Having just sat through Battle: Los Angeles (or Independence Day meets Black Hawk Down but not as good as either of those great films), I got to wondering what my list would look like of the ten best man v alien films would be. Now we all have opinions and no one has the right or true list (a quick check of the best rock songs of all time usually makes me roll my eyes at some of the songs I wouldn't consider for the top-100 making the top-5). So with that in mind I re-trace my first ever job roots (as a $20 per movie critic for a small newspaper in Georgia in the late 1970's) to come up with this opinion list. Feel free to blast away with a green Martian ray gun.

10) The Thing (1982) - John Carpenter's drenched fightmare. Far superior to the James Arness/Howard Hawks 1950's original (though there is yet another version of this due this summer). Truly a scary film and if there is one drawback, it is flat out gory and hard to watch because of the buckets of blood. My girlfriend at the time hated me for a month for giving her nightmares.

9) War of the Worlds (1953) - No, not the Tom Cruise re-tell of the same title, but the original 1950's invasion movie telling of the Orson Wells/Mercury Theater radio scare fest that a gullible American public felt was a real news broadcast (despite constant disclaimers during that show). The acting is leaden and the over-arching social commentary (biological, nuclear) fit the times but seems overwrought. Still phenomenal special effects that nearly stand some 60 years later. Way ahead of its time in modeling aliens. And the sound of the Martian machines is still haunting.

8) Invasion of the Body Snatchers (1978) - Another remake superior to its first film. Gleefully paranoid to the extreme. Arguable the second best ending to a movie ever, eclipsed only by another film on this list.

7) Alien (1979) - Dark, brooding and menacing. An entirely different film from its sequel. Most of the killing takes place off camera but it gave us possibly the most classic movie character entrance of all time. Making the crew of the Nostromo more concerned with getting their overtime pay was a smart way to humanize a film set in the distant future. This was not 'heroes to the rescue‘ it was isolated overworked blue collar miners just trying to get the hell home. That and a young Ridley getting into her space suit to blow the hatch... well guys get that part.

 6) Close Encounters of the Third Kind (1977) - Go ahead - let that music rift play in your mind. Richard Dreyfuss melting down with clay mountains on the kitchen table. Thought provoking and brilliantly done on every level.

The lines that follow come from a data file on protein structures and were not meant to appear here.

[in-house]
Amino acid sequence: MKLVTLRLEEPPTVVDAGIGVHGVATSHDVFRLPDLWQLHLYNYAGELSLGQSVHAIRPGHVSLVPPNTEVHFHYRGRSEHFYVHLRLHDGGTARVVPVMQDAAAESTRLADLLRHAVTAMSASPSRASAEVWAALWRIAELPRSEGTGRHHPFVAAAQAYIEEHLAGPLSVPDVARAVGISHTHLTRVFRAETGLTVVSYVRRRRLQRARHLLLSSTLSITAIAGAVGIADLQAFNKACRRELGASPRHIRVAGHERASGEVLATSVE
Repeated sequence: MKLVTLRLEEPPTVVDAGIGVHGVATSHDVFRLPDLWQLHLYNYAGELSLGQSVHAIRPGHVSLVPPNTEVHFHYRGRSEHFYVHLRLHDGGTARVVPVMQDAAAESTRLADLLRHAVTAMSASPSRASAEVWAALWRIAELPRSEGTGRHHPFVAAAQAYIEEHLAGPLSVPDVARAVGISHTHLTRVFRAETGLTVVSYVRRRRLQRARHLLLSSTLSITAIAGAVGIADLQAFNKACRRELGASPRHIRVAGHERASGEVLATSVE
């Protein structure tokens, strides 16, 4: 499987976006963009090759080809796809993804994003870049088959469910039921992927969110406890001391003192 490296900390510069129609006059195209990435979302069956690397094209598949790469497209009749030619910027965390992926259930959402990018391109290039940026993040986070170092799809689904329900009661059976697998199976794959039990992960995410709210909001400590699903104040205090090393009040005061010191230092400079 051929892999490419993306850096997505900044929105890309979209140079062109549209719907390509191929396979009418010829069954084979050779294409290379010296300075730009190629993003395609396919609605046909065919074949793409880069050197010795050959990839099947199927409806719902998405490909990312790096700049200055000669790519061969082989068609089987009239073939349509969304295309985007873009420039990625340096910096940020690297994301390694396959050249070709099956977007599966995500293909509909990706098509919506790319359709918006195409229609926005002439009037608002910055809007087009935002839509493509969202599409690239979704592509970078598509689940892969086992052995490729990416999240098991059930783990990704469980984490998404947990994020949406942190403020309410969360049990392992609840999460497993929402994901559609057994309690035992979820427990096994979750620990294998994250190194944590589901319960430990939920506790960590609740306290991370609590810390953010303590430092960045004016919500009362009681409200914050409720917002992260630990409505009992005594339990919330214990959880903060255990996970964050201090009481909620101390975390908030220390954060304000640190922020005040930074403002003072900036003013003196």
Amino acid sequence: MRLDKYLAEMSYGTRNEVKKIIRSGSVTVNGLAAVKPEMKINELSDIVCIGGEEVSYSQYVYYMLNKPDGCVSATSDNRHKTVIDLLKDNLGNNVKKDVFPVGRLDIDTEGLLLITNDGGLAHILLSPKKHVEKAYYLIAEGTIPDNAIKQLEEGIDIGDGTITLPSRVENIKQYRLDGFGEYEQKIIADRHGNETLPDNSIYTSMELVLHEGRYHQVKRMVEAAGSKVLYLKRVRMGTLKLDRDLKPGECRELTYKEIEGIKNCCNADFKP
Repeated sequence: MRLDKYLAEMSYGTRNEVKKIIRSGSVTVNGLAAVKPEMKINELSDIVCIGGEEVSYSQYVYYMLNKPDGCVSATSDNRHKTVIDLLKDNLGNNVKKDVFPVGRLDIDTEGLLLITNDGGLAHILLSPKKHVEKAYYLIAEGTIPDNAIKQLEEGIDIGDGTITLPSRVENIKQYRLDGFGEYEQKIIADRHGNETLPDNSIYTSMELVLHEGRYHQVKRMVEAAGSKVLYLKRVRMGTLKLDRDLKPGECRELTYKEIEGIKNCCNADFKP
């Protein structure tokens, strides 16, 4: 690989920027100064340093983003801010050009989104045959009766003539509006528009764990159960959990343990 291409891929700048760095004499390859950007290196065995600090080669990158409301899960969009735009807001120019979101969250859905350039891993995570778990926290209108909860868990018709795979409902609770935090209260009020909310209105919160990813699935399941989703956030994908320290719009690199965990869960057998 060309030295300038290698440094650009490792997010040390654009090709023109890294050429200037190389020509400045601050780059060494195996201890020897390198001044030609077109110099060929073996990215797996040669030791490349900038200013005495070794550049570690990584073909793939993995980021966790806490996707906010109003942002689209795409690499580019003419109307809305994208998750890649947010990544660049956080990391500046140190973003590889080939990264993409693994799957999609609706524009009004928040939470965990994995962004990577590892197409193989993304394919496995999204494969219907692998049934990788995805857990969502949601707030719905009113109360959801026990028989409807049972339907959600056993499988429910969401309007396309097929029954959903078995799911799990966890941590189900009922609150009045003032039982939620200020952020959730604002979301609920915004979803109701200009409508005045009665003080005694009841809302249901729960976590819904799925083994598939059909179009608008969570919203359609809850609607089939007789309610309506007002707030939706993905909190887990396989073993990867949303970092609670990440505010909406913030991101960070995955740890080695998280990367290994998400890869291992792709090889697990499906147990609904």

5) Independence Day (1996) - Some hate it, sadly they have no sense of joy in their lives. Stand up and cheer -- and even the hokey lines seem perfectly fit for the tenor of the movie "oops!" "welcome to earth!", "In the words of my generation... up yours!". If you can't have big fun with this film you need to check your pulse. Very happy they resisted, given the huge box office, a sequel... so good this War of the Worlds re-telling stands on its own. "Get on the line to every squadron around the world. Tell ‘em how to bring those sons of bitches down!" Classic.

 4) Terminator 2: Judgement Day (1991) - It's a close call between T2 and Aliens for the best action film of all time. (It would be interesting to see which the director would chose at the better action film). James Cameron scored huge again. I am one who views the original with little less love with further viewing (to me the original simply doesn't hold well, it comes across as too schlocky 80's and the 2nd becomes even more superior a film). Arnold at his cyborg best. "Get out! (chopper pilot shakes head)" - love it!

3) Planet of the Apes (1968) - Start at the end, the single best ending in movie history. If you have never seen it and don't know the ending, try not to spoil it for yourself. A third or even fifth viewing will yield things you did not catch before, clever social commentary (see no evil, hear no evil, speak no evil -- if you've never caught that glimpse it's classic). Tremendously well done and holds against modern films despite its age. Great acting throughout the cast, especially to Charlton Heston and Kim Hunter. A truly great American movie -- 5 stars and a must see if you never have -- only to be followed by the worst sequels of all time.

2) Aliens (1986) - If the first was Ridley Scott's gem.. this was... wait for it.. Cameron's best (and that's saying something considering this list alone). "Eat lead Alien!" -- the US Marines strike back!  But it's Ridley's classic showdown with the nasty-nesting Mama wrapped around Paul Reiser's slimy corporate flack. Sarah Connor was tough as nails, but Ripley was the unbeaten champ.

1) E.T. The extra-terrestrial (1982) - Spielberg, like Cameron is a master - just that Spielberg is a master in every form of film. It was hard to pick just one, but the quality of the film on all levels and its enduring story make it a film that will remain a classic for as long as Hollywood makes movies. It's that Wizard of Oz quality that makes this such a wonderful experience and if you haven't seen it in 25 years, you will love it again.